Age of Worms
4 Barbarian/1 Fighter, CN
16 M 6'8" 320lbs, solid black eyes, black hair
Power Attack, Improved Bull Rush, Headlong Rush
Masterwork Greataxe, Heavy Flail, Javelins
Mythral Shirt +1
3 Climb, 8 Jump, 4 Survival
The cold iron bars of his cage are Urshak's first memories. They felt cold in the palms of his hands on a hot midsummer afternoon, and they felt cold against his spine as he laid down to rest every night. They felt cold against his tongue as he licked the dew from them, and they felt cold during the horrid winter mornings when he tore his skin from them when he fell asleep too near the side of his cage. They felt cold against the back of his head and shoulders when he slumped into them after his latest battle with random creatures for his captors' entertainment, and they felt cold against his brow after collapsing into them when the lizardfolk would beat him. The cold bars were his comfort and his curse, his tender mother and his cruel father, his torturous hell and his home.
Urshak was a captive of a lizardfolk clan in the steaming jungles in the lands southeast of the Free City. By comparison, his life in captivity was better than most. Instead of toiling in the fields or mines working him to death through physical labor, Urshak lived the life of a gladiator. His lizardfolk captors observed his strength (and lack of restraint) early in Urshak's captivity. They knew giving him a sharp object like a hoe or mining pick and letting him loose was a bad idea. Instead, they dumped him from his cage during festivals and holidays onto the floor of an arena. They gave him a moment to choose one of the many simple weapons strewn about the arena floor before dumping in his opponent. Usually, this consisted of a boar, maybe a leopard, a giant snake, or a badger or two. For the first few months, the battles ended fairly quickly with the arena master slaying the beast with a crossbow bolt to the head and lifting the bloodied, unconscious half-orc child from the dirt. As the months went on, there were fewer and fewer crossbow bolts and less and less half-orcen blood. When other children were learning about their history and ancestors, battle tactics, and stick fighting, Urshak was learning how to kill and stay alive. Other children knew how to write their names. He knew to step aside during a boar's charge and attempt to break its legs before coming anywhere near its sharp tusks. Other children could recite the heroic deeds of their ancestors. He knew to swing a chain straight down instead of sideways to strike a lunging snake.
For years, this was the life Urshak knew. There was nothing beyond the tree line surrounding the lizardfolk encampment. There was his cage and the arena floor. He was an aberration. He didn't look like his lizardfolk captors with their skinny limbs and tails. His fingers and toes didn't end in claws. He had gray skin instead of scales. He was the only one of his kind. Perhaps he was destined to forever be the plaything of his captors.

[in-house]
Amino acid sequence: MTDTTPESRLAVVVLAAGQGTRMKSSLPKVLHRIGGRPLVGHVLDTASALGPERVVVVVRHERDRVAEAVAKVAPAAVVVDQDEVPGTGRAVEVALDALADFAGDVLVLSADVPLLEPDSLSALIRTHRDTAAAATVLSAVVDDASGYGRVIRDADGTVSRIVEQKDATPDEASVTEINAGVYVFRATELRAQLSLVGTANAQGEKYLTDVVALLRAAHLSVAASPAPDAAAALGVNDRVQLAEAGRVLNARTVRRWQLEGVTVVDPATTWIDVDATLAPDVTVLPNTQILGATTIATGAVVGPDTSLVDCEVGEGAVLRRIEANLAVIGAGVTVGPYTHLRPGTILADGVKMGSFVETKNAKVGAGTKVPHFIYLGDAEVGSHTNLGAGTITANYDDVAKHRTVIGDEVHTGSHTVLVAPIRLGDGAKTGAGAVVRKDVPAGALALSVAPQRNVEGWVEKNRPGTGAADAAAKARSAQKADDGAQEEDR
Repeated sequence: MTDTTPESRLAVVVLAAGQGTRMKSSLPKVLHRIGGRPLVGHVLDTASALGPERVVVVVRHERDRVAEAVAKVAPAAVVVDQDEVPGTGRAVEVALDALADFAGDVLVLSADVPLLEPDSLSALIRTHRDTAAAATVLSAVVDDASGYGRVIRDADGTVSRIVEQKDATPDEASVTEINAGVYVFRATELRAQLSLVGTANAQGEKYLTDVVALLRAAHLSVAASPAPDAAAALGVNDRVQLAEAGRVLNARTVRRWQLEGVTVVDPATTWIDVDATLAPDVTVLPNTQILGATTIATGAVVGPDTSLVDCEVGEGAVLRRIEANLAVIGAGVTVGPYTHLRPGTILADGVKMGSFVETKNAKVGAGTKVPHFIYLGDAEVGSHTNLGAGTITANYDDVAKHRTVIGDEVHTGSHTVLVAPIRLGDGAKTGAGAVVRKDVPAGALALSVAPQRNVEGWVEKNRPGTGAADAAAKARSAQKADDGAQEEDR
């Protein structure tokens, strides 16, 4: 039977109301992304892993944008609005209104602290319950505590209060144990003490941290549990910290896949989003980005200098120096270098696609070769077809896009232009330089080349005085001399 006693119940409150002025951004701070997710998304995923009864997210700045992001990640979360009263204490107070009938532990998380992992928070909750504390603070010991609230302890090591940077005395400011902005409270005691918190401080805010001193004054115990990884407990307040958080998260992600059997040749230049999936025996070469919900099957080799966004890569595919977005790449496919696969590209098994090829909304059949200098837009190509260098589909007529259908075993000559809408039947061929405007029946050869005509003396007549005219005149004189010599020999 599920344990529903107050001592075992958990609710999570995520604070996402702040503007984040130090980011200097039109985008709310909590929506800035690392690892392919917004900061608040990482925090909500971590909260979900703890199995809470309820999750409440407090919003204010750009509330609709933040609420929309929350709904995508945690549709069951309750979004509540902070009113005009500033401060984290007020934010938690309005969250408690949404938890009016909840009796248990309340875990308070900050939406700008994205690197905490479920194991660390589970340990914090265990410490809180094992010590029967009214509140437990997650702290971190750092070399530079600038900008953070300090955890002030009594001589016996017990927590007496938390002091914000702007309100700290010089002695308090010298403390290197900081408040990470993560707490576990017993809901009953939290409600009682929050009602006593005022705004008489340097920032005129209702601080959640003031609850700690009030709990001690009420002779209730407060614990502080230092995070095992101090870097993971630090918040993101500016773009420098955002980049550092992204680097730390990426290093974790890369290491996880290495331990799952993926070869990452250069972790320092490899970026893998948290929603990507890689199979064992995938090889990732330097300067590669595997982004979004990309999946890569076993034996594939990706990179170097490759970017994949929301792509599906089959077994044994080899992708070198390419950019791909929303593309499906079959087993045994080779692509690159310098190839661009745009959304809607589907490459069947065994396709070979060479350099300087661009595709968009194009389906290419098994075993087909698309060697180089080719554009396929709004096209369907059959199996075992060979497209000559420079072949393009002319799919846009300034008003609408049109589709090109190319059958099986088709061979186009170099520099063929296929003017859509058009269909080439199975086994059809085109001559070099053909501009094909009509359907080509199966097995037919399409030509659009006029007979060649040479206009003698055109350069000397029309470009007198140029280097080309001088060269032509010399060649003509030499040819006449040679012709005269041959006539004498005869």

The day the outside world came to Urshak is a day he will never forget. He awoke one morning during one of the last moons of summer to the chattering screeches of his captors. They were jumping about, clearly excited. A war party had ridden out the night before, for what Urshak didn't exactly know. They returned with a single sack. Urshak didn't know what was inside, but he saw that it was still moving. As the war party dragging the sack traveled out of view from his cage, Urshak saw six lizardfolk approaching. This usually meant an arena match, and today was no different. They carried his cage through the encampment around tents and smoldering campfires from the night before. They eventually arrived at the arena and brought the cage to the top of the arena wall. Urshak could see there were many more lizardfolk in the arena that day. As the months had worn on, fewer and fewer lizardfolk came to watch Urshak kill the usual creatures. Today was much different. The arena was alive with screeching lizardfolk waving their weapons in the air. Just before they dumped him off the arena wall from his cage, Urshak noticed something else was different. There was a creature already on the arena floor. Its features were more like his, albeit smaller and more slender. Its fingers didn't end in claws, and it had short brown hair that went all the way around its chin. It was already wielding a wooden club in one of its clawless hands. Throughout Urshak's many arena encounters, he learned not to hesitate. The second he landed in the dirt, he grabbed a fist-sized stone and charged his opponent. He brought the stone down hard and fast, much faster than his opponent had expected. The stone slammed down hard upon its left shoulder…as the club slammed down hard upon the back of Urshak's head. He fell face first into the dirt. The ringing in his ears was deafening. He didn't even hear himself hit the ground. His limbs felt as though they had all tripled in weight. He slowly rolled over, half expecting, half hoping there to see the arena master's crossbow bolt through his opponent's head. He instead saw his opponent on its knees clutching its left shoulder in pain. Now was his chance! Urshak began to search for a new weapon with which to finish off his adversary. Instead, he saw chaos erupting around the arena. Other creatures with the same shape as his adversary were storming in. They wore shiny metal pieces strapped to their bodies and carried blades and hammers that glinted in the sun. Urshak assumed they were somehow related to his opponent.